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Between the Lines

Between the Lines
The Mystery of the Giant Ground Drawings of Ancient Nasca, Peru

A noted scholar of archaeoastronomy examines the the Nasca Lines, giant drawings of animal, human, and geometric figures that cover 400 square miles of barren pampa in southern Peru.

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January 2000
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271 pages | 6 1/8 x 9 1/4 | 83 b&w photos, 37 line drawings, 4 maps |

The Nasca Lines are one of the world's great enigmas. Who etched the more than 1,000 animal, human, and geometric figures that cover 400 square miles of barren pampa in southern Peru? How did the makers create lifelike images of monkeys, birds, and spiders without an aerial vantage point from which to view these giant figures that stretch across thousands of square yards? Most puzzling of all, why did the ancient Nasca lay out these lines and images in the desert? These are the questions that pioneering archaeoastronomer Anthony Aveni seeks to answer in this book.

Writing for a wide public audience, Aveni begins by establishing the Nasca Lines as a true wonder of the ancient world. He describes how viewers across the centuries have tried to interpret the lines and debunks the wilder theories. Then he vividly recounts his own years of exploration at Nasca in collaboration with other investigators and the discoveries that have answered many of the riddles about who made the Nasca Lines, when, and for what purposes. This fascinating overview of what the leading expert and his colleagues currently understand about the lines is required reading for everyone intrigued by ancient mysteries.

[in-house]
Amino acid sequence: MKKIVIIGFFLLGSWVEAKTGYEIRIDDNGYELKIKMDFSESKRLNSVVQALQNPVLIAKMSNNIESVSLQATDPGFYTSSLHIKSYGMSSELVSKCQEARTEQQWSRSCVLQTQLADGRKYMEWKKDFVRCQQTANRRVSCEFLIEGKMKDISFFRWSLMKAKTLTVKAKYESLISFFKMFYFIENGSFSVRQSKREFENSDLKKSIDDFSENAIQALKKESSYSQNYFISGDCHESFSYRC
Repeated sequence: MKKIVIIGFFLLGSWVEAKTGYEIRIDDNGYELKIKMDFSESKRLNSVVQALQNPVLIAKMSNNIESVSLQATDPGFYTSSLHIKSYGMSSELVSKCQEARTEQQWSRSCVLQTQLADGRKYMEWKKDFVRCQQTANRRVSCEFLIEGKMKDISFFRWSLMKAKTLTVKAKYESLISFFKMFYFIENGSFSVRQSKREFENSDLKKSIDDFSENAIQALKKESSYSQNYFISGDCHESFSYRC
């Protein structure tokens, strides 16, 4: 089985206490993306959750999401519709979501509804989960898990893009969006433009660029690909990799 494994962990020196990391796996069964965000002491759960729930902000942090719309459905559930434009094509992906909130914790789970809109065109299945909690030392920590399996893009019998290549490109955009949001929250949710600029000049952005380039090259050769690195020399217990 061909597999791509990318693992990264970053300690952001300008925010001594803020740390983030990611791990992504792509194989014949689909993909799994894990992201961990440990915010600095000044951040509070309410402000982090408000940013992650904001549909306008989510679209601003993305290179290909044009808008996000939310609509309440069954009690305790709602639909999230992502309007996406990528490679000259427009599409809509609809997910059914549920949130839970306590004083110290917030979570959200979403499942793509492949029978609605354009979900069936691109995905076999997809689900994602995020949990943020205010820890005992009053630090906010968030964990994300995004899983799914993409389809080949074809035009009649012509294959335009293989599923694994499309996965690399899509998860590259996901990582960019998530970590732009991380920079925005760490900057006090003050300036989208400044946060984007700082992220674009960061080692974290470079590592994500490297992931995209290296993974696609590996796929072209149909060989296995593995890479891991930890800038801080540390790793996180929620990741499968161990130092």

• Preface
  • Acknowledgments
  • Part One. Prelude
    1. Introduction: A Mystery on the Desert
    2. Wonders of the World: Nasca in Perspective
  • Part Two. Processional
    1. Nasca before Columbus
    2. Seeing Is Believing: Rediscovering the Pampa
  • Part Three. Ceremony
    1. Sacred Landscapes: A Nasca for a New Millennium
  • Part Four. Recessional
    1. Ley Lines to Labyrinths: Remaking the Earth beyond Nasca
  • Notes
  • Index

Anthony F. Aveni is the Russell B. Colgate Professor of Astronomy and Anthropology at Colgate University in New York.


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They have been called the eighth wonder of the world--archaeology's greatest conundrum--the Nasca lines. Ever since the first commercial aviators spotted them flying toward the high Andes in the 1930's, the giant ground drawings that cover 400 square miles of southern Peru's coastal desert floor have challenged all explanations. Acre-sized tracings of hummingbirds, foxes, and condors; a hundred-foot-tall man with owl-like eyes, his arm raised beckoning to us from a hillside (see frontispiece); dozens of spirals, zigzags, triangles, and trapezoids; and a thousand miles of long straight lines crisscross the dry wasteland. Could these geoglyphs be effigies of ancient animal gods or patterns of constellations? Are they roads, star pointers, maybe even a gigantic map of the world? If the people who lived in south coastal Peru some 2,000 years ago had only a simple technology, how did they manage to construct such precise figures? Did they have a plan? And if so, who ordained it? It all seems so otherworldly.